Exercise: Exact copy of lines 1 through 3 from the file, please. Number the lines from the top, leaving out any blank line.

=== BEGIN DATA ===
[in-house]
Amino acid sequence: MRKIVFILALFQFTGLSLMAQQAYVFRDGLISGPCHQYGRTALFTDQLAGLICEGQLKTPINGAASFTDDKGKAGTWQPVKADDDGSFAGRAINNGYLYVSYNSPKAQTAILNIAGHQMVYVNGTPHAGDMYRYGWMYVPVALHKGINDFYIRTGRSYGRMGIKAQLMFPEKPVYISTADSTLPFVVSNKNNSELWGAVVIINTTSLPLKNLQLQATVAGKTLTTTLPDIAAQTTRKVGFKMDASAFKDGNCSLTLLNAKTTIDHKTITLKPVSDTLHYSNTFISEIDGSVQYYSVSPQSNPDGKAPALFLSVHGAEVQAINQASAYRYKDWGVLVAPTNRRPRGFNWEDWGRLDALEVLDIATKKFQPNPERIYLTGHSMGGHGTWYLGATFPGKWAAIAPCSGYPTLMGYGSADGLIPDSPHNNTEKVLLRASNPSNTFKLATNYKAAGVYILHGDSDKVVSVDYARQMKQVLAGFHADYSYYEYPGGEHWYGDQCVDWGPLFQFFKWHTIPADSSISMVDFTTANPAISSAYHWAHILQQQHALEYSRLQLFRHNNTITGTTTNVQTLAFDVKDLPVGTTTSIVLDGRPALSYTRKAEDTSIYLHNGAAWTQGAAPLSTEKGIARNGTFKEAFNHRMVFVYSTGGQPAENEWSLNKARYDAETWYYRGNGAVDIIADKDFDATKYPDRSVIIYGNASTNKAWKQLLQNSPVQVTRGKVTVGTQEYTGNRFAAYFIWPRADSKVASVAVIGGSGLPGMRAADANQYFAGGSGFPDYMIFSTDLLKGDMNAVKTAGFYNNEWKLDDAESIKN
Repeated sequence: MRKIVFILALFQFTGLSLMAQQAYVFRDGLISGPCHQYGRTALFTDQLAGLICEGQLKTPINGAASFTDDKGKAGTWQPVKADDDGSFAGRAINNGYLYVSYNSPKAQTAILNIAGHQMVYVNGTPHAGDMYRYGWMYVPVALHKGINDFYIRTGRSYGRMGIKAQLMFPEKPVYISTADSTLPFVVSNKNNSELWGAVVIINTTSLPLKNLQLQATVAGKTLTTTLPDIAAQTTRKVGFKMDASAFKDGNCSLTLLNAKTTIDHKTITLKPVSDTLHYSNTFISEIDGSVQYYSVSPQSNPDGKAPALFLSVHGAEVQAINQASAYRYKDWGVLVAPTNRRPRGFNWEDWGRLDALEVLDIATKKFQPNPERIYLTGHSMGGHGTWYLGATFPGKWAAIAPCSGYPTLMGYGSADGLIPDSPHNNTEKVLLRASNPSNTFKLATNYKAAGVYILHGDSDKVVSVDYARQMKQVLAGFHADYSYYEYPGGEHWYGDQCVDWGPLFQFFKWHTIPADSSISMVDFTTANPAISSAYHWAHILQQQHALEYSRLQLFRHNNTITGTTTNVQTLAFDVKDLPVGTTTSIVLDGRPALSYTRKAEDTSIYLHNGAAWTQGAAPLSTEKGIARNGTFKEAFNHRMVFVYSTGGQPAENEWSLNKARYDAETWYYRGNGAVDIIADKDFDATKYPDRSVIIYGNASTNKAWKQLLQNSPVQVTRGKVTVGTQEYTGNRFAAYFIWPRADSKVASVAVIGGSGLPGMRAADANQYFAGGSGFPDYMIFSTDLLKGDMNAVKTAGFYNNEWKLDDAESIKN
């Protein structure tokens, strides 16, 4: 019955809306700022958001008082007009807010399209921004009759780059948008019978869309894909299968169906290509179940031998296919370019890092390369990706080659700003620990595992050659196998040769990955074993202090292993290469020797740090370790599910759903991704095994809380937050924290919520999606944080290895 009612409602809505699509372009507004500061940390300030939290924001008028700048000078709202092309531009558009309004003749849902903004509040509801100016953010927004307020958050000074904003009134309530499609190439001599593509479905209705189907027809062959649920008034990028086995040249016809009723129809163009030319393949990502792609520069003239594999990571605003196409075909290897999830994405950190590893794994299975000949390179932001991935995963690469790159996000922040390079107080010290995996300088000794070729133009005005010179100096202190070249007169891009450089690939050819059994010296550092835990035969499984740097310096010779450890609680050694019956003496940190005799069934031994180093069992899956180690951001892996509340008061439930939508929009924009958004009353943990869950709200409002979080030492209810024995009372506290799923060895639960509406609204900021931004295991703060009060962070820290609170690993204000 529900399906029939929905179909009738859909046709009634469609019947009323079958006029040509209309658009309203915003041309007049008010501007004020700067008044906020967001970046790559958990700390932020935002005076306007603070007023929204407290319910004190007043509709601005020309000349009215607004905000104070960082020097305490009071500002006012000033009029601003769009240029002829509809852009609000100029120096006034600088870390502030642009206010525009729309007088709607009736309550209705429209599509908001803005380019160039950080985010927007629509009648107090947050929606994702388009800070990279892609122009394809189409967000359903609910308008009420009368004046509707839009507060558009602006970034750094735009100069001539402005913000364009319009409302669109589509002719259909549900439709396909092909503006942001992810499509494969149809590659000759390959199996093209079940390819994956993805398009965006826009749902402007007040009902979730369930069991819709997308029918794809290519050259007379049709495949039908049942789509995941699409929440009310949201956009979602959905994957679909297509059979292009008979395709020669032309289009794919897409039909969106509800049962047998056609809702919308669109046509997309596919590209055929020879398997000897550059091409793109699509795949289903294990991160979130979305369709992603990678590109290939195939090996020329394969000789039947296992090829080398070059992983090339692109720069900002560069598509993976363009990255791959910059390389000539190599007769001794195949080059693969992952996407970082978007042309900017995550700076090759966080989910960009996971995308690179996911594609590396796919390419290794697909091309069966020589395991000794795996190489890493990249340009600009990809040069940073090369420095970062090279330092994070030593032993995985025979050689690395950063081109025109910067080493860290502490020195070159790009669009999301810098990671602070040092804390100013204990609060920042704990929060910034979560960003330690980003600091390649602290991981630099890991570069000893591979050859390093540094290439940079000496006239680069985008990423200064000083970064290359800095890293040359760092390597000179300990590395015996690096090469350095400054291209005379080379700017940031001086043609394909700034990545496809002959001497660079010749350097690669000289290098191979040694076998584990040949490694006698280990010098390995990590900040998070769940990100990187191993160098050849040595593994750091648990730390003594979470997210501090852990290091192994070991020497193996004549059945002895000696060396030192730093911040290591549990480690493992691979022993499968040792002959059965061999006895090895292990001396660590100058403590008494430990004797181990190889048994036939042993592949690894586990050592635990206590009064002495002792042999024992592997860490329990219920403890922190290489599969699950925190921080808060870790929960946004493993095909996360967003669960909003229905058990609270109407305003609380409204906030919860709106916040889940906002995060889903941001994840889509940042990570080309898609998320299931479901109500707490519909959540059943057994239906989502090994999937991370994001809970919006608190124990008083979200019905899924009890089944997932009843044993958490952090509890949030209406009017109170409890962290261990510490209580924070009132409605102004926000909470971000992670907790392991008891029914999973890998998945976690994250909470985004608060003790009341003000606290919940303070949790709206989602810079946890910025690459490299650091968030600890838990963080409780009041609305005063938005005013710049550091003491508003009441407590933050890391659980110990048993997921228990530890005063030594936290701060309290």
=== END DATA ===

[in-house]
Amino acid sequence: MRKIVFILALFQFTGLSLMAQQAYVFRDGLISGPCHQYGRTALFTDQLAGLICEGQLKTPINGAASFTDDKGKAGTWQPVKADDDGSFAGRAINNGYLYVSYNSPKAQTAILNIAGHQMVYVNGTPHAGDMYRYGWMYVPVALHKGINDFYIRTGRSYGRMGIKAQLMFPEKPVYISTADSTLPFVVSNKNNSELWGAVVIINTTSLPLKNLQLQATVAGKTLTTTLPDIAAQTTRKVGFKMDASAFKDGNCSLTLLNAKTTIDHKTITLKPVSDTLHYSNTFISEIDGSVQYYSVSPQSNPDGKAPALFLSVHGAEVQAINQASAYRYKDWGVLVAPTNRRPRGFNWEDWGRLDALEVLDIATKKFQPNPERIYLTGHSMGGHGTWYLGATFPGKWAAIAPCSGYPTLMGYGSADGLIPDSPHNNTEKVLLRASNPSNTFKLATNYKAAGVYILHGDSDKVVSVDYARQMKQVLAGFHADYSYYEYPGGEHWYGDQCVDWGPLFQFFKWHTIPADSSISMVDFTTANPAISSAYHWAHILQQQHALEYSRLQLFRHNNTITGTTTNVQTLAFDVKDLPVGTTTSIVLDGRPALSYTRKAEDTSIYLHNGAAWTQGAAPLSTEKGIARNGTFKEAFNHRMVFVYSTGGQPAENEWSLNKARYDAETWYYRGNGAVDIIADKDFDATKYPDRSVIIYGNASTNKAWKQLLQNSPVQVTRGKVTVGTQEYTGNRFAAYFIWPRADSKVASVAVIGGSGLPGMRAADANQYFAGGSGFPDYMIFSTDLLKGDMNAVKTAGFYNNEWKLDDAESIKN
Repeated sequence: MRKIVFILALFQFTGLSLMAQQAYVFRDGLISGPCHQYGRTALFTDQLAGLICEGQLKTPINGAASFTDDKGKAGTWQPVKADDDGSFAGRAINNGYLYVSYNSPKAQTAILNIAGHQMVYVNGTPHAGDMYRYGWMYVPVALHKGINDFYIRTGRSYGRMGIKAQLMFPEKPVYISTADSTLPFVVSNKNNSELWGAVVIINTTSLPLKNLQLQATVAGKTLTTTLPDIAAQTTRKVGFKMDASAFKDGNCSLTLLNAKTTIDHKTITLKPVSDTLHYSNTFISEIDGSVQYYSVSPQSNPDGKAPALFLSVHGAEVQAINQASAYRYKDWGVLVAPTNRRPRGFNWEDWGRLDALEVLDIATKKFQPNPERIYLTGHSMGGHGTWYLGATFPGKWAAIAPCSGYPTLMGYGSADGLIPDSPHNNTEKVLLRASNPSNTFKLATNYKAAGVYILHGDSDKVVSVDYARQMKQVLAGFHADYSYYEYPGGEHWYGDQCVDWGPLFQFFKWHTIPADSSISMVDFTTANPAISSAYHWAHILQQQHALEYSRLQLFRHNNTITGTTTNVQTLAFDVKDLPVGTTTSIVLDGRPALSYTRKAEDTSIYLHNGAAWTQGAAPLSTEKGIARNGTFKEAFNHRMVFVYSTGGQPAENEWSLNKARYDAETWYYRGNGAVDIIADKDFDATKYPDRSVIIYGNASTNKAWKQLLQNSPVQVTRGKVTVGTQEYTGNRFAAYFIWPRADSKVASVAVIGGSGLPGMRAADANQYFAGGSGFPDYMIFSTDLLKGDMNAVKTAGFYNNEWKLDDAESIKN